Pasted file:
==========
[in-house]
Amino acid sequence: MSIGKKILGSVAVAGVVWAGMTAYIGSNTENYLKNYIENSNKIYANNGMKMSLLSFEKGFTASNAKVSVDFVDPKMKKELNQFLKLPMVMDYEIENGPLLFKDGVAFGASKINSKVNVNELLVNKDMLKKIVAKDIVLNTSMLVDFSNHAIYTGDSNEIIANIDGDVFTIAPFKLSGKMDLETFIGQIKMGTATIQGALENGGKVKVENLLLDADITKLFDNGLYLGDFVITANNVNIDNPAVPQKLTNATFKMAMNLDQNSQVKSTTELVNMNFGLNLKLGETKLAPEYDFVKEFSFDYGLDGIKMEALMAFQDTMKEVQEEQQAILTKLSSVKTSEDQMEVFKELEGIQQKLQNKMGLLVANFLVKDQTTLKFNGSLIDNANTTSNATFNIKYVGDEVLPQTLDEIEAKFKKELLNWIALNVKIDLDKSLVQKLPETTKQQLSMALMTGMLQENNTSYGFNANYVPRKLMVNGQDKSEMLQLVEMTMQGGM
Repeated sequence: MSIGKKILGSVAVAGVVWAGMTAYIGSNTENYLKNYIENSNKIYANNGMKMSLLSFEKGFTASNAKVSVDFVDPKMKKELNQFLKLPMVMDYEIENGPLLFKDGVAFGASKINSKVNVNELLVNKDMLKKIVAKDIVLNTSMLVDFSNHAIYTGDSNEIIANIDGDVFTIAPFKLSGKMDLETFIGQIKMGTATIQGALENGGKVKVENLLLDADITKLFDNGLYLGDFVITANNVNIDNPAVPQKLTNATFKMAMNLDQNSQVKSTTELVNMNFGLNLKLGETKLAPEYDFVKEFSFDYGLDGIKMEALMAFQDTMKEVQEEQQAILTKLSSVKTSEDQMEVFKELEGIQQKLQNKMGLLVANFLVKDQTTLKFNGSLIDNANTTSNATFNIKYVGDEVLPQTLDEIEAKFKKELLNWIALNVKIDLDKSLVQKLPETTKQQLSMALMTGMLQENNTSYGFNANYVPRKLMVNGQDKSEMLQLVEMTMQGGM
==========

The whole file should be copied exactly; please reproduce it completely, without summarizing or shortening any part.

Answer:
[in-house]
Amino acid sequence: MSIGKKILGSVAVAGVVWAGMTAYIGSNTENYLKNYIENSNKIYANNGMKMSLLSFEKGFTASNAKVSVDFVDPKMKKELNQFLKLPMVMDYEIENGPLLFKDGVAFGASKINSKVNVNELLVNKDMLKKIVAKDIVLNTSMLVDFSNHAIYTGDSNEIIANIDGDVFTIAPFKLSGKMDLETFIGQIKMGTATIQGALENGGKVKVENLLLDADITKLFDNGLYLGDFVITANNVNIDNPAVPQKLTNATFKMAMNLDQNSQVKSTTELVNMNFGLNLKLGETKLAPEYDFVKEFSFDYGLDGIKMEALMAFQDTMKEVQEEQQAILTKLSSVKTSEDQMEVFKELEGIQQKLQNKMGLLVANFLVKDQTTLKFNGSLIDNANTTSNATFNIKYVGDEVLPQTLDEIEAKFKKELLNWIALNVKIDLDKSLVQKLPETTKQQLSMALMTGMLQENNTSYGFNANYVPRKLMVNGQDKSEMLQLVEMTMQGGM
Repeated sequence: MSIGKKILGSVAVAGVVWAGMTAYIGSNTENYLKNYIENSNKIYANNGMKMSLLSFEKGFTASNAKVSVDFVDPKMKKELNQFLKLPMVMDYEIENGPLLFKDGVAFGASKINSKVNVNELLVNKDMLKKIVAKDIVLNTSMLVDFSNHAIYTGDSNEIIANIDGDVFTIAPFKLSGKMDLETFIGQIKMGTATIQGALENGGKVKVENLLLDADITKLFDNGLYLGDFVITANNVNIDNPAVPQKLTNATFKMAMNLDQNSQVKSTTELVNMNFGLNLKLGETKLAPEYDFVKEFSFDYGLDGIKMEALMAFQDTMKEVQEEQQAILTKLSSVKTSEDQMEVFKELEGIQQKLQNKMGLLVANFLVKDQTTLKFNGSLIDNANTTSNATFNIKYVGDEVLPQTLDEIEAKFKKELLNWIALNVKIDLDKSLVQKLPETTKQQLSMALMTGMLQENNTSYGFNANYVPRKLMVNGQDKSEMLQLVEMTMQGGM